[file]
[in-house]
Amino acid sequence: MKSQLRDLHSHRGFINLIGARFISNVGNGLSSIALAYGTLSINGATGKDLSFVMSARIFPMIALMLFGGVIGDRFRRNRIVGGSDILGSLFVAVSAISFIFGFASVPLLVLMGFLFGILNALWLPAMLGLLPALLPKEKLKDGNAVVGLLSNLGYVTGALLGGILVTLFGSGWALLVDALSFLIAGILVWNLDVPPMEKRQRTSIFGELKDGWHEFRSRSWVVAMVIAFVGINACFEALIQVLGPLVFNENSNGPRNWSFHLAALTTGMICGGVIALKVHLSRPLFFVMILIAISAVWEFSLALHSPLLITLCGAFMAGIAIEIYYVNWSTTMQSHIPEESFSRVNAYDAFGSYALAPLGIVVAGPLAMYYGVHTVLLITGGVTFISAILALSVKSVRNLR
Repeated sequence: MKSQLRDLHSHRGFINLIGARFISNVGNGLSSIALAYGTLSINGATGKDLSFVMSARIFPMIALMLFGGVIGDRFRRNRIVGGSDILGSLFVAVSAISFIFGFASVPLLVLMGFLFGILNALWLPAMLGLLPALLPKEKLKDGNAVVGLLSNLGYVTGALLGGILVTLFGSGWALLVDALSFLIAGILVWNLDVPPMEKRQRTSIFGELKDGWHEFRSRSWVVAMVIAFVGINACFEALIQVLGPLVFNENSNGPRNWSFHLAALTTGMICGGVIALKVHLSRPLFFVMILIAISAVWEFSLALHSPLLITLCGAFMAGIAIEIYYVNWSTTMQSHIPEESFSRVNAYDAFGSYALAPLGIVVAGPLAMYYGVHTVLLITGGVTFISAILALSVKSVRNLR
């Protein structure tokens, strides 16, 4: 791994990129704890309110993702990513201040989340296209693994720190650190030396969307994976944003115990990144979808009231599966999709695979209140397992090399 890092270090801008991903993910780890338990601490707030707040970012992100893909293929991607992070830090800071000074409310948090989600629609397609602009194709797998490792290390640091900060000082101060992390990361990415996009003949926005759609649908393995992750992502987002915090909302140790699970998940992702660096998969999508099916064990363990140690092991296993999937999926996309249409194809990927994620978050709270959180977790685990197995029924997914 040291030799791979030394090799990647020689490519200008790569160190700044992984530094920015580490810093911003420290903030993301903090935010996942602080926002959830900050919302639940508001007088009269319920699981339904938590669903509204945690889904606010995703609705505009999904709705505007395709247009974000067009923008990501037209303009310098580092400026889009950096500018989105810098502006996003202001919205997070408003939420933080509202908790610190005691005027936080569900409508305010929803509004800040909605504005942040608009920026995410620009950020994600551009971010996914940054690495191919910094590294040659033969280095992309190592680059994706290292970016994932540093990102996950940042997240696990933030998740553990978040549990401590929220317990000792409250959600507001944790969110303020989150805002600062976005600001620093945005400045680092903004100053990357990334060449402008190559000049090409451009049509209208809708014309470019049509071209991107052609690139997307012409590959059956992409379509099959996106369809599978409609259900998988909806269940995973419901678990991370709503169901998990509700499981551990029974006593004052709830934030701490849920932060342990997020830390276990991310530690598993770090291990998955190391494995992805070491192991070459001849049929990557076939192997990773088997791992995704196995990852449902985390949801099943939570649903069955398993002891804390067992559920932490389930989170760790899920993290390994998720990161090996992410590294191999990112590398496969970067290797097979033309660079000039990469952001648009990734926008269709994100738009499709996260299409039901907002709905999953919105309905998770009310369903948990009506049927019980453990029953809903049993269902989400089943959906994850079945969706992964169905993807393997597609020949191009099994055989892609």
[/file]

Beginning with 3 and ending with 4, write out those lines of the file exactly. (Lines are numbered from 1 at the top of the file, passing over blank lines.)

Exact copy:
Repeated sequence: MKSQLRDLHSHRGFINLIGARFISNVGNGLSSIALAYGTLSINGATGKDLSFVMSARIFPMIALMLFGGVIGDRFRRNRIVGGSDILGSLFVAVSAISFIFGFASVPLLVLMGFLFGILNALWLPAMLGLLPALLPKEKLKDGNAVVGLLSNLGYVTGALLGGILVTLFGSGWALLVDALSFLIAGILVWNLDVPPMEKRQRTSIFGELKDGWHEFRSRSWVVAMVIAFVGINACFEALIQVLGPLVFNENSNGPRNWSFHLAALTTGMICGGVIALKVHLSRPLFFVMILIAISAVWEFSLALHSPLLITLCGAFMAGIAIEIYYVNWSTTMQSHIPEESFSRVNAYDAFGSYALAPLGIVVAGPLAMYYGVHTVLLITGGVTFISAILALSVKSVRNLR
């Protein structure tokens, strides 16, 4: 791994990129704890309110993702990513201040989340296209693994720190650190030396969307994976944003115990990144979808009231599966999709695979209140397992090399 890092270090801008991903993910780890338990601490707030707040970012992100893909293929991607992070830090800071000074409310948090989600629609397609602009194709797998490792290390640091900060000082101060992390990361990415996009003949926005759609649908393995992750992502987002915090909302140790699970998940992702660096998969999508099916064990363990140690092991296993999937999926996309249409194809990927994620978050709270959180977790685990197995029924997914 040291030799791979030394090799990647020689490519200008790569160190700044992984530094920015580490810093911003420290903030993301903090935010996942602080926002959830900050919302639940508001007088009269319920699981339904938590669903509204945690889904606010995703609705505009999904709705505007395709247009974000067009923008990501037209303009310098580092400026889009950096500018989105810098502006996003202001919205997070408003939420933080509202908790610190005691005027936080569900409508305010929803509004800040909605504005942040608009920026995410620009950020994600551009971010996914940054690495191919910094590294040659033969280095992309190592680059994706290292970016994932540093990102996950940042997240696990933030998740553990978040549990401590929220317990000792409250959600507001944790969110303020989150805002600062976005600001620093945005400045680092903004100053990357990334060449402008190559000049090409451009049509209208809708014309470019049509071209991107052609690139997307012409590959059956992409379509099959996106369809599978409609259900998988909806269940995973419901678990991370709503169901998990509700499981551990029974006593004052709830934030701490849920932060342990997020830390276990991310530690598993770090291990998955190391494995992805070491192991070459001849049929990557076939192997990773088997791992995704196995990852449902985390949801099943939570649903069955398993002891804390067992559920932490389930989170760790899920993290390994998720990161090996992410590294191999990112590398496969970067290797097979033309660079000039990469952001648009990734926008269709994100738009499709996260299409039901907002709905999953919105309905998770009310369903948990009506049927019980453990029953809903049993269902989400089943959906994850079945969706992964169905993807393997597609020949191009099994055989892609």